In the nineteen-fifties, the average American chief executive was paid about twenty times as much as the typical employee of his firm. These days, at Fortune 500 companies, the pay ratio between the corner office and the shop floor is more than two hundred to one, and many C.E.O.s do even better. In 2011, Apple’s Tim Cook received three hundred and seventy-eight million dollars in salary, stock, and other benefits, which was sixty-two hundred and fifty-eight times the wage of an average Apple employee. A typical worker at Walmart earns less than twenty-five thousand dollars a year; Michael Duke, the retailer’s former chief executive, was paid more than twenty-three million dollars in 2012. The trend is evident everywhere. According to a recent report by Oxfam, the richest eighty-five people in the world — the likes of Bill Gates, Warren Buffett, and Carlos Slim — own more wealth than the roughly 3.5 billion people who make up the poorest half of the world’s population.
Eventually, Piketty says, we could see the reëmergence of a world familiar to nineteenth-century Europeans; he cites the novels of Austen and Balzac. In this “patrimonial society,” a small group of wealthy rentiers lives lavishly on the fruits of its inherited wealth, and the rest struggle to keep up. For the United States, in particular, this would be a cruel and ironic fate. “The egalitarian pioneer ideal has faded into oblivion,” Piketty writes, “and the New World may be on the verge of becoming the Old Europe of the twenty-first century’s globalized economy.”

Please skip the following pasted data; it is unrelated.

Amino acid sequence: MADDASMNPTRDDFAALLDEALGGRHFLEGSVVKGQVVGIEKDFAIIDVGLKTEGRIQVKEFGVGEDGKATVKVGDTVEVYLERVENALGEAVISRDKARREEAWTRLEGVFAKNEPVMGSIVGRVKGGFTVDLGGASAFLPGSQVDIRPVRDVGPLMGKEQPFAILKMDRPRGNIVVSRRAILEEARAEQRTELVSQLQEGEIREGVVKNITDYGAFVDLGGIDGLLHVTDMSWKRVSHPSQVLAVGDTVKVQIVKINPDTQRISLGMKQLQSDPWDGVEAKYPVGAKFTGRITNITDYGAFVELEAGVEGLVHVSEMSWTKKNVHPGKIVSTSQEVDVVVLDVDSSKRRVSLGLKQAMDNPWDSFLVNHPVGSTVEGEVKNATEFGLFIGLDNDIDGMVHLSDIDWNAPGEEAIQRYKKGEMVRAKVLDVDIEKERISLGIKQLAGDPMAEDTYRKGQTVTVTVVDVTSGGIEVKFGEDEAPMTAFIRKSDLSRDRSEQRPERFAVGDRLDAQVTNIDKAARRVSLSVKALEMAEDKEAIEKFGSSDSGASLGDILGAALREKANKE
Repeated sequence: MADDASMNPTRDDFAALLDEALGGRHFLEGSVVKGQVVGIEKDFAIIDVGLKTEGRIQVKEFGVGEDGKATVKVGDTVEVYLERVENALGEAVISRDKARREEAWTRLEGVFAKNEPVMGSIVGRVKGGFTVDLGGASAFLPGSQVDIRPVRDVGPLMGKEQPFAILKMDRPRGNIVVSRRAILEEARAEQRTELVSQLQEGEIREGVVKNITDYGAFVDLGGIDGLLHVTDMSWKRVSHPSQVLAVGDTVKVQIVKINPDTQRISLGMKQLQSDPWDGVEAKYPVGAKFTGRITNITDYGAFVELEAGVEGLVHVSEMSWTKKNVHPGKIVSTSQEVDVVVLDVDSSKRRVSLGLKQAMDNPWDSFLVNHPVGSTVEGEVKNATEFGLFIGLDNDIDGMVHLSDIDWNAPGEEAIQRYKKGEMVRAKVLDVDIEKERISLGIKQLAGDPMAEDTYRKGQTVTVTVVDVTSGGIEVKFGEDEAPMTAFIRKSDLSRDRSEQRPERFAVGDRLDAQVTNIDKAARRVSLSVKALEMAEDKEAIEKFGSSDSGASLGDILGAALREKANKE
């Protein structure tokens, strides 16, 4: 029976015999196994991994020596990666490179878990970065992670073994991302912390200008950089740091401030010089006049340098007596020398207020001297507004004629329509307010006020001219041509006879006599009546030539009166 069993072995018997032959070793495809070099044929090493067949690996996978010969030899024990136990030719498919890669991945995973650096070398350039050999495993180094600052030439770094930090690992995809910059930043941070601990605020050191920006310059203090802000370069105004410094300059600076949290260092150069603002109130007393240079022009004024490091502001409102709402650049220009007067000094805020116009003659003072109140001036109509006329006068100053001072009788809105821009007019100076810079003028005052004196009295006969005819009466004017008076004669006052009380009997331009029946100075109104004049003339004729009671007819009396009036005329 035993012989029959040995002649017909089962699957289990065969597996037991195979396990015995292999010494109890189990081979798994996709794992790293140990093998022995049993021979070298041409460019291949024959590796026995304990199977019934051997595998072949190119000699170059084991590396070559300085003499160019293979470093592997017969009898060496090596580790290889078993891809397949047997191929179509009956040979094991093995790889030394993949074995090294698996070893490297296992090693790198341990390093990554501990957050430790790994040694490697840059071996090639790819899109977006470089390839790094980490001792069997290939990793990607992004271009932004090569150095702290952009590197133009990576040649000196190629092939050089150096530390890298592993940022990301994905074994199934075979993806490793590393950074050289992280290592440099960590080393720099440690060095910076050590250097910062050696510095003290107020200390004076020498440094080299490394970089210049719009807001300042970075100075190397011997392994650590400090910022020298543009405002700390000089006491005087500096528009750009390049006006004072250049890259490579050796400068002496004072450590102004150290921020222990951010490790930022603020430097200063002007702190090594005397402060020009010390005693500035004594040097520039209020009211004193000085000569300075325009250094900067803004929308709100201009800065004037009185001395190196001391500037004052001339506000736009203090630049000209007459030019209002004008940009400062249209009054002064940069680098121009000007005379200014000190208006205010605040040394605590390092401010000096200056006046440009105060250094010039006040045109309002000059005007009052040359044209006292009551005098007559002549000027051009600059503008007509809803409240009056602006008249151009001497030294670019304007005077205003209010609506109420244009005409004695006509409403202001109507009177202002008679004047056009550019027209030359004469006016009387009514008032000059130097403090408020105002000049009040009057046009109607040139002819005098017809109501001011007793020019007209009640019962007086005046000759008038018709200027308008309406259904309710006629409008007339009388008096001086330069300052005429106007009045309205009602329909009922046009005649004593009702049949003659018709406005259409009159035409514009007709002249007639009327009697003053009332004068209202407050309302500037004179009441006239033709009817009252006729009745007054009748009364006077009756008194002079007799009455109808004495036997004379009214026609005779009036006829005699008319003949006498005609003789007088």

What are the “forces of divergence” that produce enormous riches for some and leave the majority scrabbling to make a decent living? Piketty is clear that there are different factors behind stagnation in the middle and riches at the top. But, during periods of modest economic growth, such as the one that many advanced economies have experienced in recent decades, income tends to shift from labor to capital. Because of enmeshed economic, social, and political pressures, Piketty fears “levels of inequality never before seen.”
To back up his arguments, he provides a trove of data. He and Saez pioneered the construction of simple charts showing the shares of over-all income received by the richest ten per cent, the richest one per cent, and, even, the richest 0.1 per cent. When the data are presented in this way, Piketty notes, it is easy for people to “grasp their position in the contemporary hierarchy (always a useful exercise, particularly when one belongs to the upper centiles of the distribution and tends to forget it, as is often the case with economists).” Anybody who reads the newspaper will be aware that, in the United States, the “one per cent” is taking an ever-larger slice of the economic pie. But did you know that the share of the top income percentile is bigger than it was in South Africa in the nineteen-sixties and about the same as it is in Colombia, another deeply divided society, today? In terms of income generated by work, the level of inequality in the United States is “probably higher than in any other society at any time in the past, anywhere in the world,” Piketty writes. [Continue reading...]